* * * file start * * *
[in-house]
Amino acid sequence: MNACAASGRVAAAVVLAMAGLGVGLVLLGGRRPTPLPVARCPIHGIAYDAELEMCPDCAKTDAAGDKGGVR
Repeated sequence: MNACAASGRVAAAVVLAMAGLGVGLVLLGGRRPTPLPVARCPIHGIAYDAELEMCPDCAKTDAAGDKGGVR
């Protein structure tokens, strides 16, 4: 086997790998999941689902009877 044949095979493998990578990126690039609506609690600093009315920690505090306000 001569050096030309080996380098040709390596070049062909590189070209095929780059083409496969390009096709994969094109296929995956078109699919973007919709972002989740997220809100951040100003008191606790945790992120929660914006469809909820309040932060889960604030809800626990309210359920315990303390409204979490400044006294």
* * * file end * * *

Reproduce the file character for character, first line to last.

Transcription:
[in-house]
Amino acid sequence: MNACAASGRVAAAVVLAMAGLGVGLVLLGGRRPTPLPVARCPIHGIAYDAELEMCPDCAKTDAAGDKGGVR
Repeated sequence: MNACAASGRVAAAVVLAMAGLGVGLVLLGGRRPTPLPVARCPIHGIAYDAELEMCPDCAKTDAAGDKGGVR
């Protein structure tokens, strides 16, 4: 086997790998999941689902009877 044949095979493998990578990126690039609506609690600093009315920690505090306000 001569050096030309080996380098040709390596070049062909590189070209095929780059083409496969390009096709994969094109296929995956078109699919973007919709972002989740997220809100951040100003008191606790945790992120929660914006469809909820309040932060889960604030809800626990309210359920315990303390409204979490400044006294």